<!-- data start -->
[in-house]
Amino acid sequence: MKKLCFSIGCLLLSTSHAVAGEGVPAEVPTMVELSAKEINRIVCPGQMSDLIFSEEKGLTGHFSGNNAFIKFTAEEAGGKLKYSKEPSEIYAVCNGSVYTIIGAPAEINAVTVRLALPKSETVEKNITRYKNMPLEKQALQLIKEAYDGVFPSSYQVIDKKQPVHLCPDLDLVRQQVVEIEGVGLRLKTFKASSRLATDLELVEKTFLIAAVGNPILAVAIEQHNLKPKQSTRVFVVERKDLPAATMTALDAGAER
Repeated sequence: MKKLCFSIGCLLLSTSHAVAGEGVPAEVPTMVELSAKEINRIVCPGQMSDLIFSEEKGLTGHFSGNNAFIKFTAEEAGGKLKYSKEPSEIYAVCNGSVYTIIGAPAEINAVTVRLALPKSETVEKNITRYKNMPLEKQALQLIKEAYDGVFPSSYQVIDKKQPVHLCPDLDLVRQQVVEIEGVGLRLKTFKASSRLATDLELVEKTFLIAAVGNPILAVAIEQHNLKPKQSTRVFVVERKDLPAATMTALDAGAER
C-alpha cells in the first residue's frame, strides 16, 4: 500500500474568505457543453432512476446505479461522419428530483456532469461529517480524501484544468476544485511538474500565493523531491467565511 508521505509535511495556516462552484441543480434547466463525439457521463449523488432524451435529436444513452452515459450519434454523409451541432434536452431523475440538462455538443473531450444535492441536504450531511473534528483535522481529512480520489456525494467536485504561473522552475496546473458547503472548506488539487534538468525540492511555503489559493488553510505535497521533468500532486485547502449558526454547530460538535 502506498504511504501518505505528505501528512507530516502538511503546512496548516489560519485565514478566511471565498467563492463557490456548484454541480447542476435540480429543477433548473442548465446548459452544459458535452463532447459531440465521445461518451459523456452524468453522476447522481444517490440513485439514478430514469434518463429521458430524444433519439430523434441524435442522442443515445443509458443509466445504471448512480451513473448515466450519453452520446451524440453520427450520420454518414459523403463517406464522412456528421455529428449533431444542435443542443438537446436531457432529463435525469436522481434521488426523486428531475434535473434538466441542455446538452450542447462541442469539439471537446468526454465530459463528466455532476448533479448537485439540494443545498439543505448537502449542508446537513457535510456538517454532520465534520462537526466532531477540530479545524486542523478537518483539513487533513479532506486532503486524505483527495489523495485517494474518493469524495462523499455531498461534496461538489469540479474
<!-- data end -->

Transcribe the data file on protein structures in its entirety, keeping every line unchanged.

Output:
[in-house]
Amino acid sequence: MKKLCFSIGCLLLSTSHAVAGEGVPAEVPTMVELSAKEINRIVCPGQMSDLIFSEEKGLTGHFSGNNAFIKFTAEEAGGKLKYSKEPSEIYAVCNGSVYTIIGAPAEINAVTVRLALPKSETVEKNITRYKNMPLEKQALQLIKEAYDGVFPSSYQVIDKKQPVHLCPDLDLVRQQVVEIEGVGLRLKTFKASSRLATDLELVEKTFLIAAVGNPILAVAIEQHNLKPKQSTRVFVVERKDLPAATMTALDAGAER
Repeated sequence: MKKLCFSIGCLLLSTSHAVAGEGVPAEVPTMVELSAKEINRIVCPGQMSDLIFSEEKGLTGHFSGNNAFIKFTAEEAGGKLKYSKEPSEIYAVCNGSVYTIIGAPAEINAVTVRLALPKSETVEKNITRYKNMPLEKQALQLIKEAYDGVFPSSYQVIDKKQPVHLCPDLDLVRQQVVEIEGVGLRLKTFKASSRLATDLELVEKTFLIAAVGNPILAVAIEQHNLKPKQSTRVFVVERKDLPAATMTALDAGAER
C-alpha cells in the first residue's frame, strides 16, 4: 500500500474568505457543453432512476446505479461522419428530483456532469461529517480524501484544468476544485511538474500565493523531491467565511 508521505509535511495556516462552484441543480434547466463525439457521463449523488432524451435529436444513452452515459450519434454523409451541432434536452431523475440538462455538443473531450444535492441536504450531511473534528483535522481529512480520489456525494467536485504561473522552475496546473458547503472548506488539487534538468525540492511555503489559493488553510505535497521533468500532486485547502449558526454547530460538535 502506498504511504501518505505528505501528512507530516502538511503546512496548516489560519485565514478566511471565498467563492463557490456548484454541480447542476435540480429543477433548473442548465446548459452544459458535452463532447459531440465521445461518451459523456452524468453522476447522481444517490440513485439514478430514469434518463429521458430524444433519439430523434441524435442522442443515445443509458443509466445504471448512480451513473448515466450519453452520446451524440453520427450520420454518414459523403463517406464522412456528421455529428449533431444542435443542443438537446436531457432529463435525469436522481434521488426523486428531475434535473434538466441542455446538452450542447462541442469539439471537446468526454465530459463528466455532476448533479448537485439540494443545498439543505448537502449542508446537513457535510456538517454532520465534520462537526466532531477540530479545524486542523478537518483539513487533513479532506486532503486524505483527495489523495485517494474518493469524495462523499455531498461534496461538489469540479474